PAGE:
Date 1975–1978
Architect Jiří Čančík
Code Z8
Address Filmová 412, Zlín
Public transport Public transport: Lesní hřbitov (BUS 31)
GPS 49.2013686N, 17.6622831E

The crematorium in the Zlín Forest Cemetery is the most significant realisation of his work with spiritual content of the architect Jiří Čančík. The cemetery is situated south of the city centre in the town of Kudlov. It was founded in 1932 by Tomáš Baťa according to the project of the important Zlín interwar architect František Lýdie Gahura. As early as 1959, the first negotiations on the need to establish a crematorium in Gottwaldov took place, and it was decided to gradually obtain documents and start design work. The design of the architect Jiří Čančík, an employee of the local Stavoprojekt, was selected for implementation. The ensemble includes an entrance building and a crematorium building with a ceremonial hall and operating section. Given the time of origin, it is designed in a completely untraditional and modern way. The construction was started after a series of negotiations in April 1975 and completed in September 1977, with approval obtained on April 14, 1978.
Both buildings are located in the north-western part of the cemetery at the main entrance, in front of and behind the cemetery wall, and were designed as single-storey structures. The main building of the crematorium has a basement in its operational and technological part. Horizontal load-bearing sections are made of reinforced concrete. The ceremonial hall with an area of 920 m2 is covered by a clad steel lattice structure (GYRO system) exceeding its floor plan. Most of the façade of the mourning hall is made of glass. Three glass walls connect the interior and exterior and allow visual contact with the surrounding greenery. This impressive open-space solution evokes an atmosphere of quiet meditation on one's return to nature, uniting with it, instilling calmness and helping to cope with the bereavement.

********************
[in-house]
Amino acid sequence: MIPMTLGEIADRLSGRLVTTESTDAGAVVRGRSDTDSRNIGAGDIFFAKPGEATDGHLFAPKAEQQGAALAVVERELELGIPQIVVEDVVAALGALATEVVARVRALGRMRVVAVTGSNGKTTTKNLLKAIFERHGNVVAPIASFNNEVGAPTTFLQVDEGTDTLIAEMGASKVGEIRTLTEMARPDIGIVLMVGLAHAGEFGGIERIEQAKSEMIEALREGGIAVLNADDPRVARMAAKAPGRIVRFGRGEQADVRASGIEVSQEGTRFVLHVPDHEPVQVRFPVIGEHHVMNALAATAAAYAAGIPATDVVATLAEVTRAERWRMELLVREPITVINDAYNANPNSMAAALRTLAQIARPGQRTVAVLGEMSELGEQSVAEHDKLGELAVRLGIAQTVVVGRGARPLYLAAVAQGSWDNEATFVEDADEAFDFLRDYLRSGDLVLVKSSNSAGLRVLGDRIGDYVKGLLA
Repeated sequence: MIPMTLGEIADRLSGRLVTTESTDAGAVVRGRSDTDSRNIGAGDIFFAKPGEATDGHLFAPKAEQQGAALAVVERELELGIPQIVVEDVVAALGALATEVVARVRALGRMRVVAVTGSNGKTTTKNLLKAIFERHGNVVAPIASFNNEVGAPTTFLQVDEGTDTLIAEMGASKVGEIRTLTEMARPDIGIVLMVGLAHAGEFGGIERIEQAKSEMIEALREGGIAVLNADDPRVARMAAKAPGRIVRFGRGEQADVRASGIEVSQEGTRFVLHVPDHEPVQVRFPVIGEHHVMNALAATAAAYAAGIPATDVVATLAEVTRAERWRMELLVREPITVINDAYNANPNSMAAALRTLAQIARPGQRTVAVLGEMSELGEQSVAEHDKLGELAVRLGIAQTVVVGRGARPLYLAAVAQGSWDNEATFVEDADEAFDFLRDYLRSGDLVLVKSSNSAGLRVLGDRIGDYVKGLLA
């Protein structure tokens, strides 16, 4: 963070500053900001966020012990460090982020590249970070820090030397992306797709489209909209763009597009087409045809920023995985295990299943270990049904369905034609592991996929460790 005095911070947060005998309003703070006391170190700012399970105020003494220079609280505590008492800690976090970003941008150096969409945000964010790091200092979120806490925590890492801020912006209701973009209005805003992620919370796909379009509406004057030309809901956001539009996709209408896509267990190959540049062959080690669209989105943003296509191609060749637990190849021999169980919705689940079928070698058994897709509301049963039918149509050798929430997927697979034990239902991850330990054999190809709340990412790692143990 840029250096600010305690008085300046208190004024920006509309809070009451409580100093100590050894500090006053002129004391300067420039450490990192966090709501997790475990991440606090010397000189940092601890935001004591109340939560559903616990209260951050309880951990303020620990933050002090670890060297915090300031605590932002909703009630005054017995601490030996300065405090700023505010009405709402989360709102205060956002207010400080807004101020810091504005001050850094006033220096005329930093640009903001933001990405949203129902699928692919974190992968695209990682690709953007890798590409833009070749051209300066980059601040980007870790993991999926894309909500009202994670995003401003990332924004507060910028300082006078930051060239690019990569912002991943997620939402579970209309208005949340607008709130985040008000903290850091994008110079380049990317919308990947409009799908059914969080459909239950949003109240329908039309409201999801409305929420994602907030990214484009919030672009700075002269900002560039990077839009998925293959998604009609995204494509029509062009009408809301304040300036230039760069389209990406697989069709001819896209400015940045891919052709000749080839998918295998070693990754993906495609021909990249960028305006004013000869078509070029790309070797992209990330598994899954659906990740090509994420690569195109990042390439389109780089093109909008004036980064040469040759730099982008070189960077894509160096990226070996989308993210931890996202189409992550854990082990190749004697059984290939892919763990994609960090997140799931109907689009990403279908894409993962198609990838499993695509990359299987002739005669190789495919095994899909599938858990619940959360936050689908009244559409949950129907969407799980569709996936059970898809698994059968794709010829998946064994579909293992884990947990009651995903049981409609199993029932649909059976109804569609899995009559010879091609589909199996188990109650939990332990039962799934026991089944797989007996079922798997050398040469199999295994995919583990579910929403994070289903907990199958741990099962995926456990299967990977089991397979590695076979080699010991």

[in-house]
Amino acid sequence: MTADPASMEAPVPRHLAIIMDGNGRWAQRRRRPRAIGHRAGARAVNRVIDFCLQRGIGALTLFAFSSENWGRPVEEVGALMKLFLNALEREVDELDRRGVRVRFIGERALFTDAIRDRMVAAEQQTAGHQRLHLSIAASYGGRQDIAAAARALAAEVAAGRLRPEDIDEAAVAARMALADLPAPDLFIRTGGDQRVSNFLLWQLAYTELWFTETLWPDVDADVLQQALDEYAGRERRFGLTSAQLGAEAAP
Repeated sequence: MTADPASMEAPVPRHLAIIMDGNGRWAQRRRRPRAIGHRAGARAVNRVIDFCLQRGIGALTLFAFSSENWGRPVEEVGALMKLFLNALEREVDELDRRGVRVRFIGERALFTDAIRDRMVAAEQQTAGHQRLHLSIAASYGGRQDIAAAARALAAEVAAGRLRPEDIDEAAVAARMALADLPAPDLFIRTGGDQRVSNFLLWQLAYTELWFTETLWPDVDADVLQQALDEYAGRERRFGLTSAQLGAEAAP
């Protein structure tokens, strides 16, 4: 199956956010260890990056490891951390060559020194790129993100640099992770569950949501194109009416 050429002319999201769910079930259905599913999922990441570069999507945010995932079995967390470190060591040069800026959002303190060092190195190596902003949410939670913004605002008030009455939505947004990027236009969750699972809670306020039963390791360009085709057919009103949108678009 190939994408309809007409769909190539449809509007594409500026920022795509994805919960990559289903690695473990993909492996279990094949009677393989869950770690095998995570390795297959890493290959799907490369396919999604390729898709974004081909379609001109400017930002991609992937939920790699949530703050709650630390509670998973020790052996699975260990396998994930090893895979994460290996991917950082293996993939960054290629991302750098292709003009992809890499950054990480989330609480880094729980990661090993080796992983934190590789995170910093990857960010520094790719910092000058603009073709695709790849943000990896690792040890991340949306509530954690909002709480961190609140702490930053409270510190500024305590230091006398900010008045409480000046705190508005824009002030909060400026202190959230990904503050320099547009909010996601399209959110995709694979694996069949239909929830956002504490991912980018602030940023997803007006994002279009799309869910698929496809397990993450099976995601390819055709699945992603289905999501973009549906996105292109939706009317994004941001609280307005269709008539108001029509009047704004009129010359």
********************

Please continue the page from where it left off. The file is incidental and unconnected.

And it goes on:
The sober interior of the ceremonial hall is enhanced by an innovative device for moving the coffin with an oblique departure behind a relief wall made of crystal glass called The Tree of Life by Stanislav Libenský and Jaroslava Brychtová. In addition to the reverential ceremonial hall with a music studio and a gallery for musicians, this part also contains a foyer, a waiting room for close relatives, and another room for other mourning guests. The interior is complemented by the tapestry Continuity of Life (Hope) by Vlasta Čančíková. The operating building is directly connected to the ceremonial hall on the north side. In this building there is a lighthouse with two gas cremators, an incinerator for burning flower gifts, a boiler room, cooling boxes, a crematorium control room, staff locker rooms, a staff room, and a technical entrance.
As part of the crematorium ensemble, a separate, originally single-storey entrance building in front of the cemetery gate was designed within the urban structure, where architect Čančík placed the crematorium administration, a flower hall, public toilets, a technical courtyard, and a car park. The spatial arrangement of the building with a rectangular floor plan was adapted to the desired purpose. The main facade had a covered gallery with columns. As with the crematorium building, a combination of ceramic tiles, Hořice sandstone, and glass walls with aluminium profiles was used. Unlike the ceremonial hall and the related technical operations, the entrance building was rebuilt in 1994 and apartments were added in the two-storey superstructure.
The investor for the construction was the Gottwaldov District National Committee, the general designer Stavoprojekt Gottwaldov, while the general contractor was the national company Průmyslové stavby Gottwaldov. The construction manager was engineer Petr Pinkava. The construction costs amounted to CZK 15,600,000. Through the implementation of Čančík's design, the city acquired a modern crematorium, which to this day operates without significant changes or construction interventions.